Long before events like Chingawassa Days made Marion’s Central Park the semi-retirement home to once wildly popular acts like Three Dog Night (which was a great concert here, by the way), Marion came close to being on the other side of the ladder of musical success when, 55 years ago, it turned down a request from a substance-abusing, has-been country artist to perform, basically for free, as part of his supposed comeback.
Had that powers that controlled Central Park scheduling at that time given more than five minutes of consideration to the request, relayed by a former resident turned drinking buddy of the down-but-not-yet-completely-out star, one of music’s classic ballads might have featured Marion County Jail instead of Folsom Prison in its title. Although he never ended up performing here, Johnny Cash was indeed considered — and rejected — as a potential Central Park performer.
There’s no indication that legendary folk-rock artist Jim Croce ever made a similar request, but if he had spent any time visiting Marion’s crown jewel, he undoubtedly would have added another line to his lyric: “You don’t tug on Superman’s cape. You don’t spit in the wind. You don’t pull the mask from the old Lone Ranger. . . .”
And you don’t mess around with Central Park.
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Separate developments this past week have spurred considerable discussion among those who view the park more or less the way politicians view Social Security — as politics’ third rail, which if you touch you die.
The first was a rather innocent change. Flattered by positive feedback about the unusual red-green combination of lights they installed on the iconic three-globe lights across the Luta Creek crossing and into the park at Christmastime, city crews experimented by mixing a pattern of red, white, and blue bulbs in three globes of each of the classic light stanchions.
Whether you regard it as a beautiful act of patriotism, meritorious of the Fourth of July, or as something more reminiscent of the dubious namesake of Ramona’s Fourth of July celebration, it provoked considerable attention — though not as much, perhaps, as did the appearnace of a backhoe adjacent to the park’s beleagured gazebo.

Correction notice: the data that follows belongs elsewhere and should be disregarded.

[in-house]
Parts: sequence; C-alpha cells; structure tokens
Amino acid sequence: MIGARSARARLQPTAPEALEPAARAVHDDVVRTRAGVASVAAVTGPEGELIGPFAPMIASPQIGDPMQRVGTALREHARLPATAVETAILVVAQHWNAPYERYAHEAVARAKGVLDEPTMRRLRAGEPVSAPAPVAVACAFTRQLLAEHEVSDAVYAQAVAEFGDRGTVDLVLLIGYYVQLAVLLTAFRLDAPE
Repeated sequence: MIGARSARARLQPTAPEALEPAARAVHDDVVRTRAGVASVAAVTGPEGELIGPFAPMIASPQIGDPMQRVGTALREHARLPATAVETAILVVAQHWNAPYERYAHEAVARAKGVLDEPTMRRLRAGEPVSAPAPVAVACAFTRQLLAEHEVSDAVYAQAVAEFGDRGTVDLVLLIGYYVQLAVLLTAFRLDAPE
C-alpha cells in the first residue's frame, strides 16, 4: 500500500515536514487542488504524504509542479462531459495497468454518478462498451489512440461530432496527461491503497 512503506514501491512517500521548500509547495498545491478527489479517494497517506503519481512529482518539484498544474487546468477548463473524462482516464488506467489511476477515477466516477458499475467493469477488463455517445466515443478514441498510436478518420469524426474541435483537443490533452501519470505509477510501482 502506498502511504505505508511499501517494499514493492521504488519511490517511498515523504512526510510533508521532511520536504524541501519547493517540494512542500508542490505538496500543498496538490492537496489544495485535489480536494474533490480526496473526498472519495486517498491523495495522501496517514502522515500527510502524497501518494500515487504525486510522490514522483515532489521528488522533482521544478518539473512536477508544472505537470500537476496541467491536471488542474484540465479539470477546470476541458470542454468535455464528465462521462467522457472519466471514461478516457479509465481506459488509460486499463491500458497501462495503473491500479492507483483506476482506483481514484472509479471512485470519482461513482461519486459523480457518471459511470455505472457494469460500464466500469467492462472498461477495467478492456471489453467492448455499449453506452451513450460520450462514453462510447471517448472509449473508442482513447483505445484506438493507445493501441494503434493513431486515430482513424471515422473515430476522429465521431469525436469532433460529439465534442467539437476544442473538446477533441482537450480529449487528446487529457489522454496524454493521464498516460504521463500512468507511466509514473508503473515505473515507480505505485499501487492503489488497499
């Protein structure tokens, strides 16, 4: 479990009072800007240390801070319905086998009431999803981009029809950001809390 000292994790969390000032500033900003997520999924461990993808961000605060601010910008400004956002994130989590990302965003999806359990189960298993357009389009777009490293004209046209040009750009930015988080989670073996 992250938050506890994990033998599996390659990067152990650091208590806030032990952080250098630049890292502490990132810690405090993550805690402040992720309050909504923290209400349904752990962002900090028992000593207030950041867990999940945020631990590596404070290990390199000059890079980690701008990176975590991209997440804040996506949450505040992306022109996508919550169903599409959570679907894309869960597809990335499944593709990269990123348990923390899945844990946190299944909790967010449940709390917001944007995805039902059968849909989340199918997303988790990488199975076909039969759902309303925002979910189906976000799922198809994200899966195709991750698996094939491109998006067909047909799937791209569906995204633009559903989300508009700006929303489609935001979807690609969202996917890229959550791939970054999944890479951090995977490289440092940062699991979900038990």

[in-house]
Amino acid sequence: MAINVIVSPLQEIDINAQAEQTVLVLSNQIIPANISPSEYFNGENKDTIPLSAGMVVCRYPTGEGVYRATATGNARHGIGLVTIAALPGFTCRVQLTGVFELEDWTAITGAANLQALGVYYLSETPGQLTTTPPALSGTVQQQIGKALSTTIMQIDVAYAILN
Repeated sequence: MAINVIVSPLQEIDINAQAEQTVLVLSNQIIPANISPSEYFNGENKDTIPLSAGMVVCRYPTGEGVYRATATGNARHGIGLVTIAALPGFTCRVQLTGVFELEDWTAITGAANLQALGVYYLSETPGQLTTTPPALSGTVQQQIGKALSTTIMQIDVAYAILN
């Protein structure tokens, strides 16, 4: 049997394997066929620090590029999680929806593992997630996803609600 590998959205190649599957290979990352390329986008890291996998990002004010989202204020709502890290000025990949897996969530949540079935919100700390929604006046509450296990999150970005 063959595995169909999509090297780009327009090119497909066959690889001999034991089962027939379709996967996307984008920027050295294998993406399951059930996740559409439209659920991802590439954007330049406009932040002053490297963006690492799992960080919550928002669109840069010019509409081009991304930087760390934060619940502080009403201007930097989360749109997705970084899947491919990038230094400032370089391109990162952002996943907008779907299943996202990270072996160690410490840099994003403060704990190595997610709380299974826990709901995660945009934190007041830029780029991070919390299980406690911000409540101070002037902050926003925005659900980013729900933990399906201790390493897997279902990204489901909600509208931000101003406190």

City crews now are working on Phase I of the project to install a new stage and restroom complex in the beating heart of Central Park. The backhoe isn’t breaking ground for that project, which still is attempting to raise money. But it is preparing to move a lift station used by the gazebo to allow for that construction. And suddenly there’s a plan not to demolish the old gazebo (which technically isn’t gazebo) but rather to put it on a forklift and move it, once the new stage and restrooms are constructed, to the west side of the park, near a planned boat dock.
To those, especially newly arrived city officials, who constantly talk about being agents of change, it’s Step One in a project to bring needed services to the park and encourage its greater use. To others, especially long-term residents, it’s yet another attempt to cover virtually every inch of nature’s beauty with less than enduring structures of questionable actual value. In short, what’s classy to some is hidebound to others; what’s progress to others is tacky to some.
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We don’t pretend to have the wisdom of Solomon nor the desire to attempt to divide the beloved baby that Central Park has become to all concerned, but we do most respectfully suggest that both sides cool it with the rhetoric about how one group or the other is either standing in the way of progress or trying to mark its territory like a some feral male cat.
Love the colored lights or hate them, eagerly anticipate the stage and restrooms or dread them, now is not the time to confine your opinions to whatever coffee klatch, Facebook page, or lunchtime Chautauqua you frequent. Instead of sniping, one side against the other, talking only to like-minded individuals, it’s time for dialog among all sides.
Central Park is indeed a crown jewel for Marion, as are the last remaining stone buildings — which, though more expensive to maintain, are of much greater lasting value than whatever new structures government might prefer to invest in instead.
Truth be known, we actually are far less alarmed about what the city plans to do with the park than we are about the short-sighted, deal-only-with-today attitude of county officials whose lack of long-term foresight is clearly demonstrated by how well they have managed the county’s infrastructure of roads.
The only thing that’s clear to us is that, the more people quietly snipe about government plans without volunteering their own time, energy, and money to become part of the solution, the more they become part of the problem.
— ERIC MEYER